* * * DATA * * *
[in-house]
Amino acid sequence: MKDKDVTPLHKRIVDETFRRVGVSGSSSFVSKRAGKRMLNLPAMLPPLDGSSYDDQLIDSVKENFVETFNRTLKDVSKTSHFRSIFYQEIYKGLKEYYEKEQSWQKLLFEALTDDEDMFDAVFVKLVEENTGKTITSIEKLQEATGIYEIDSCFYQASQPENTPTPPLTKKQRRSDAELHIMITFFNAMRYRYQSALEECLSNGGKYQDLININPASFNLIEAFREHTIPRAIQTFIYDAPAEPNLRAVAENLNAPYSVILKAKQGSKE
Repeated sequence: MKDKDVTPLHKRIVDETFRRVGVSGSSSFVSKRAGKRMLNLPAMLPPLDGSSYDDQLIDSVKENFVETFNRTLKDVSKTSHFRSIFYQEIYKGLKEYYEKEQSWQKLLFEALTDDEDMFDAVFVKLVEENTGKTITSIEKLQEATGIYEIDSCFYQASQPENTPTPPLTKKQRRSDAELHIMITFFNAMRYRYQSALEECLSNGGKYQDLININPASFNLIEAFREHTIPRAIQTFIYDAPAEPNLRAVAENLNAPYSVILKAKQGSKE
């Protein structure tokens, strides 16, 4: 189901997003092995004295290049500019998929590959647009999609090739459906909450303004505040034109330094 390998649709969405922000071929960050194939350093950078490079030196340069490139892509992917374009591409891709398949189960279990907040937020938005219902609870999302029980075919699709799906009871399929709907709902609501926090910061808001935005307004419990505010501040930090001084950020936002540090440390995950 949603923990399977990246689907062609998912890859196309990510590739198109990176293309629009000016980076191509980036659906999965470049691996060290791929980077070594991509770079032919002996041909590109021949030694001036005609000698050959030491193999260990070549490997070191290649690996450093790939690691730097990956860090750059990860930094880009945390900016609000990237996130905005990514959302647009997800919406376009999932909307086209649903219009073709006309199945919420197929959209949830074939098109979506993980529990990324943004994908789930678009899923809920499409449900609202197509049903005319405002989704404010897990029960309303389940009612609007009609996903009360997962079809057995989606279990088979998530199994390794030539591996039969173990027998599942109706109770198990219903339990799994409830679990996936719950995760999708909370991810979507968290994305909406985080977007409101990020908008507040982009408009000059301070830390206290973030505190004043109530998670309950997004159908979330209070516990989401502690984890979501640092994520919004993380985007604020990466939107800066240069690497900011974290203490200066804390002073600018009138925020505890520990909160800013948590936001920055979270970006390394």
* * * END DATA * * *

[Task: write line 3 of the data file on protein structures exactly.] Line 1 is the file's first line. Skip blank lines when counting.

Repeated sequence: MKDKDVTPLHKRIVDETFRRVGVSGSSSFVSKRAGKRMLNLPAMLPPLDGSSYDDQLIDSVKENFVETFNRTLKDVSKTSHFRSIFYQEIYKGLKEYYEKEQSWQKLLFEALTDDEDMFDAVFVKLVEENTGKTITSIEKLQEATGIYEIDSCFYQASQPENTPTPPLTKKQRRSDAELHIMITFFNAMRYRYQSALEECLSNGGKYQDLININPASFNLIEAFREHTIPRAIQTFIYDAPAEPNLRAVAENLNAPYSVILKAKQGSKE